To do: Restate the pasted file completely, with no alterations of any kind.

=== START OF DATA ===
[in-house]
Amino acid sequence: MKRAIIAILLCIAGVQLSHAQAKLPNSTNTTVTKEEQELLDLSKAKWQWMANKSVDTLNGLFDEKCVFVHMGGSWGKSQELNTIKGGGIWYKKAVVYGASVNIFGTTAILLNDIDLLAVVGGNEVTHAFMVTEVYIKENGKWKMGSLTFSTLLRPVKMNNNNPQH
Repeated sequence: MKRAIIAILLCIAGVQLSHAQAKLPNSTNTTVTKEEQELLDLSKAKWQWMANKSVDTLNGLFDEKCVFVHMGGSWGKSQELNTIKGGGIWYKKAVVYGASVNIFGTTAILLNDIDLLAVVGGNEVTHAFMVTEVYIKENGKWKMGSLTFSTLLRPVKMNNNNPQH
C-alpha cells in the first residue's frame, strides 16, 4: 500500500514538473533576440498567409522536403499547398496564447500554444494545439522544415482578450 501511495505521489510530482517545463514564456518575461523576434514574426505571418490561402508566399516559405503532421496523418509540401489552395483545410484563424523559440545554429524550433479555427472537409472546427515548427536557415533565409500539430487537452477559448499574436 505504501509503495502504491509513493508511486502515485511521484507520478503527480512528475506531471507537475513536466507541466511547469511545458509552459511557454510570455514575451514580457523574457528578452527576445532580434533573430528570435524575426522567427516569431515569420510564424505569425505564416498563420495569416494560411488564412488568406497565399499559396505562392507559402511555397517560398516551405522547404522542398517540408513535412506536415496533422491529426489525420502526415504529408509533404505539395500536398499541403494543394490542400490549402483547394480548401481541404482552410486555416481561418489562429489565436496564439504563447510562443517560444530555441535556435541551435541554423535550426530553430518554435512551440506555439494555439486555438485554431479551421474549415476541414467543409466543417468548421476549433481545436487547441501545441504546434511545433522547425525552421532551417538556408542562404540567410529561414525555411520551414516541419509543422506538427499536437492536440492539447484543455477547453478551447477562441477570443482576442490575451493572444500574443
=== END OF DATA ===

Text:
[in-house]
Amino acid sequence: MKRAIIAILLCIAGVQLSHAQAKLPNSTNTTVTKEEQELLDLSKAKWQWMANKSVDTLNGLFDEKCVFVHMGGSWGKSQELNTIKGGGIWYKKAVVYGASVNIFGTTAILLNDIDLLAVVGGNEVTHAFMVTEVYIKENGKWKMGSLTFSTLLRPVKMNNNNPQH
Repeated sequence: MKRAIIAILLCIAGVQLSHAQAKLPNSTNTTVTKEEQELLDLSKAKWQWMANKSVDTLNGLFDEKCVFVHMGGSWGKSQELNTIKGGGIWYKKAVVYGASVNIFGTTAILLNDIDLLAVVGGNEVTHAFMVTEVYIKENGKWKMGSLTFSTLLRPVKMNNNNPQH
C-alpha cells in the first residue's frame, strides 16, 4: 500500500514538473533576440498567409522536403499547398496564447500554444494545439522544415482578450 501511495505521489510530482517545463514564456518575461523576434514574426505571418490561402508566399516559405503532421496523418509540401489552395483545410484563424523559440545554429524550433479555427472537409472546427515548427536557415533565409500539430487537452477559448499574436 505504501509503495502504491509513493508511486502515485511521484507520478503527480512528475506531471507537475513536466507541466511547469511545458509552459511557454510570455514575451514580457523574457528578452527576445532580434533573430528570435524575426522567427516569431515569420510564424505569425505564416498563420495569416494560411488564412488568406497565399499559396505562392507559402511555397517560398516551405522547404522542398517540408513535412506536415496533422491529426489525420502526415504529408509533404505539395500536398499541403494543394490542400490549402483547394480548401481541404482552410486555416481561418489562429489565436496564439504563447510562443517560444530555441535556435541551435541554423535550426530553430518554435512551440506555439494555439486555438485554431479551421474549415476541414467543409466543417468548421476549433481545436487547441501545441504546434511545433522547425525552421532551417538556408542562404540567410529561414525555411520551414516541419509543422506538427499536437492536440492539447484543455477547453478551447477562441477570443482576442490575451493572444500574443